It stuck with me, though. And the second time I was able to attend one of his trainings, I started to think more about it and really understand it. I have a long standing motto in my classroom: You don’t have to be right, but you have to try. How can I tell children that and not espouse Feldman’s statement? So, as I often do, I experimented with the idea. This year, I taught a small group of 13 year old boys during summer school. One young man lacked confidence and liked to be the class clown. Because of my crazy personality, I find the goofing off endearing. But almost daily, I repeated Feldman’s statement to the young man. After about three days of saying this, he looked at me incredulously and said “Really? You mean, if I work hard and keep trying, I could be as smart as [insert super student name here]?” I looked him in the eye and said “Absolutely!” The look of pride on his face could bring anyone to tears.

Fast-forward to today . . . 6 days before the new school year begins. I stopped by the classroom of a second year teacher in the cadre group I’m leading. I walked in thinking smart is something I am, hoping to help her. But she reminded me of the reason I took this position in the first place and shared an absolutely fabulous idea with me, and I’m here to pass it along to you. Christina is a gifted and passionate junior high language arts teacher. I hope you appreciate her mini-lesson as much as I do!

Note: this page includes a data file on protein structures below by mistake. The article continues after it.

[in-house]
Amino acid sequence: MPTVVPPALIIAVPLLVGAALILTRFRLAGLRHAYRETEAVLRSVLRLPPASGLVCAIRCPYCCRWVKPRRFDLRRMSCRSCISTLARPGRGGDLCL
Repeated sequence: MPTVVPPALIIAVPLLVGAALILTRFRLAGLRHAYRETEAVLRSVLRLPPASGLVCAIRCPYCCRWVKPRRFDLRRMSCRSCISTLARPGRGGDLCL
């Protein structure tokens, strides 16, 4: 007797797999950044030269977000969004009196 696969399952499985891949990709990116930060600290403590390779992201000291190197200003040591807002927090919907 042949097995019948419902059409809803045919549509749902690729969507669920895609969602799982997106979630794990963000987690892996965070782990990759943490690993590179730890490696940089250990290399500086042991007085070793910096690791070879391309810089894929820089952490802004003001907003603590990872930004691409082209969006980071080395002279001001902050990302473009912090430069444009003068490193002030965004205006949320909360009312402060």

Christina based her lesson off of an excerpt from chapter 2 in Jonah Lehrer’s book How We Decide. The excerpt discusses the role of mistakes in learning. The lesson begins with students brainstorming their thoughts on mistakes by constructing a circle map. Then, she reviews the highlights of the article with her students and focuses on the implications for the classroom. Check out these profound statements!

– Lehrer begins with a quote from physicist Niels Bohr defining an expert as “a person who has made all of the mistakes that can be made in a very narrow field”.

– “Mistakes aren’t things to be discouraged? On the contrary, they should be cultivated and carefully investigated.”

– “[O]ne of the crucial ingredients of successful education is the ability to learn from mistakes.”

– “Dweck’s next set of experiments showed that fear of failure actually inhibited learning.”

The article goes on to explain an study in which students praised for their intelligence consistently chose easy tasks that did not stretch themselves, but students praised for their efforts and courage for trying something difficult constantly stretched themselves by trying new things. Look how powerful the fear of failure is! And how powerful it is for our students when we remove it!

It’s so important for teachers to go over expectations during the first week of school, and you can bet I’ll be taking a cue from Christina and making sure my new students know I expect them to make mistakes this year. Mistakes are now a non-negotiable in Ms. R’s room!